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What Obama is teaching us about internet marketing


Regardless of what political party you support there is something undeniably brilliant about the Obama campaign. At face value the idea that millions of strangers will give you $10, $25, or $200 seems odd. Yet that is exactly what successful web businesses are trying to do every day. Extracting the monthly subscription from the customer has been the holy grail of businesses. So what can we learn from the Obama campaign? Firstly, the campaign marketers understood that the world is a very different place. The internet has changed everything and many of the other candidates relied too heavily on the same techniques that have always worked. Let’s break it down a little more.

  1. The internet is transparent: Everything you say will be checked and distributed instantly and without filtering. This means you need to be honest about who shot at you in a foreign country or what your taxes look like.
  2. The internet is democratic: Your vote really does count online. The little guy gets a chance to make a difference by combining their vote with other little guys. Special interest doesn’t rule online. In fact, special interest is a fringe interest that can easily get squashed.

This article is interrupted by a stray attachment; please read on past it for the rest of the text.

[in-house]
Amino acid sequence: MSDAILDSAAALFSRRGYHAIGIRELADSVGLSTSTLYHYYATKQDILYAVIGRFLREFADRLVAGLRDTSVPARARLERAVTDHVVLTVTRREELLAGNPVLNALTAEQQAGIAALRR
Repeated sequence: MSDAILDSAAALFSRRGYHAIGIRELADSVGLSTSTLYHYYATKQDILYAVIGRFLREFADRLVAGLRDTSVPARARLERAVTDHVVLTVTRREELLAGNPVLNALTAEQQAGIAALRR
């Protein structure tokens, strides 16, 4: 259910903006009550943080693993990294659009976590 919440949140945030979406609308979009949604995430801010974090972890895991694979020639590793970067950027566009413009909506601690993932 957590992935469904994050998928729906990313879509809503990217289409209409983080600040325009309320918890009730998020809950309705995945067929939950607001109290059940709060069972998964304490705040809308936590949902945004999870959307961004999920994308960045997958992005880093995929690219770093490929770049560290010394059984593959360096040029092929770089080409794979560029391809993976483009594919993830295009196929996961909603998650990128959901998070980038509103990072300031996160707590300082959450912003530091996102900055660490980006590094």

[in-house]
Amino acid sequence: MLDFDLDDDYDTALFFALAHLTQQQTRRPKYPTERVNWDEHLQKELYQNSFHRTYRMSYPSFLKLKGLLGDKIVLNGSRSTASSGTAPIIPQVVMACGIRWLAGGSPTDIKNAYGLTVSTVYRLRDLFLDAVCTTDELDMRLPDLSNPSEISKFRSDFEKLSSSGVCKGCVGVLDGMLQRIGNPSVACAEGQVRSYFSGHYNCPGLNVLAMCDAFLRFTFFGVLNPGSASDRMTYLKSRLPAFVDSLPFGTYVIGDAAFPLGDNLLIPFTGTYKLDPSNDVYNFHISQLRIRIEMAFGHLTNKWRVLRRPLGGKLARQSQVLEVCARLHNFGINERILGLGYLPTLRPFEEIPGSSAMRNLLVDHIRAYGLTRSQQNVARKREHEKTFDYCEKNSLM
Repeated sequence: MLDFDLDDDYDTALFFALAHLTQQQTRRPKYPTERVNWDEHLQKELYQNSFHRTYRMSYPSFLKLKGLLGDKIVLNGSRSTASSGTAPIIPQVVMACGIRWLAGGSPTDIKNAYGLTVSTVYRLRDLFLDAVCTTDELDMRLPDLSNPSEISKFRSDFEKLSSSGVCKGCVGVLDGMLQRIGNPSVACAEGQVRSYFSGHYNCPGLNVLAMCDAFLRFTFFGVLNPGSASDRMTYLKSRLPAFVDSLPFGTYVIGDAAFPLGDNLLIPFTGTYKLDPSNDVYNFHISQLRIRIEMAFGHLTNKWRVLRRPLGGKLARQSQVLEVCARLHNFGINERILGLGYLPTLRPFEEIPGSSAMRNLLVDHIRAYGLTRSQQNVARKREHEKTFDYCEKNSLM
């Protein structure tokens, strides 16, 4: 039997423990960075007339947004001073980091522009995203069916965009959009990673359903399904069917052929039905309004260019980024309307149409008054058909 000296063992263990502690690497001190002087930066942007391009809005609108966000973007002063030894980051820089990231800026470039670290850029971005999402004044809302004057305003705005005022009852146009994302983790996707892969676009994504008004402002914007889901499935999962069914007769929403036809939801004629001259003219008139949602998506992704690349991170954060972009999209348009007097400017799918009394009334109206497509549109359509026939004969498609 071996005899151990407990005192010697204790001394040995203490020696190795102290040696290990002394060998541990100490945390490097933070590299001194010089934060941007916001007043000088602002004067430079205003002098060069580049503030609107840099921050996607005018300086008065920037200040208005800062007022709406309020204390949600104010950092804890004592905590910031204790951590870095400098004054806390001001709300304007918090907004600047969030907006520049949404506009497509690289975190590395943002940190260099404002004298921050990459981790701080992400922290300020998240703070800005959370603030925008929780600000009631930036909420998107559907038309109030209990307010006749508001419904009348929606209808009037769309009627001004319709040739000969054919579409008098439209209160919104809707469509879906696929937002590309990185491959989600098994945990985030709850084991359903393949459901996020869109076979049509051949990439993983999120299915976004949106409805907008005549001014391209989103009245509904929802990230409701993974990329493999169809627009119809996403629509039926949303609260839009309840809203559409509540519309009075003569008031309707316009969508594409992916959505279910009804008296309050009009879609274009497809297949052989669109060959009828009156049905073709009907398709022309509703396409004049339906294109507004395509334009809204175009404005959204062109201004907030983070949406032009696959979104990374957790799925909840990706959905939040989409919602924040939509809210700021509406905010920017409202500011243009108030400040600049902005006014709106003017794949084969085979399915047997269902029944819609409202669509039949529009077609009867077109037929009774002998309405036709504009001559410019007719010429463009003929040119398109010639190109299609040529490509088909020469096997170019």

3. The internet is wealthy: Who would have imagined that you could raise more than$200 million in a few months just by asking the web generation? The web-class may not have individual wealth, like the big-wigs at the fund raises, but collectively their $25 donations are a Tsunami of wealth.

Take a look at this great graphic by Xplane founder David Gray. From David’s Flickr account: “Barack Obama is the first major candidate to decline participation in the public financing system for presidential campaigns. He’s found a more effective way to raise money – by leveraging the power of the American people through online Social Networks. Get the pdf version here.”

Author Richard Banfield

As CEO, Richard leads Fresh Tilled Soil’s strategic vision. He’s a mentor at TechStars and BluePrintHealth, an advisor and lecturer at the Boston Startup School, and serves on the executive committees of TEDxBoston, the AdClub’s Edge Conference, and Boston Regional Entrepreneurship Week.

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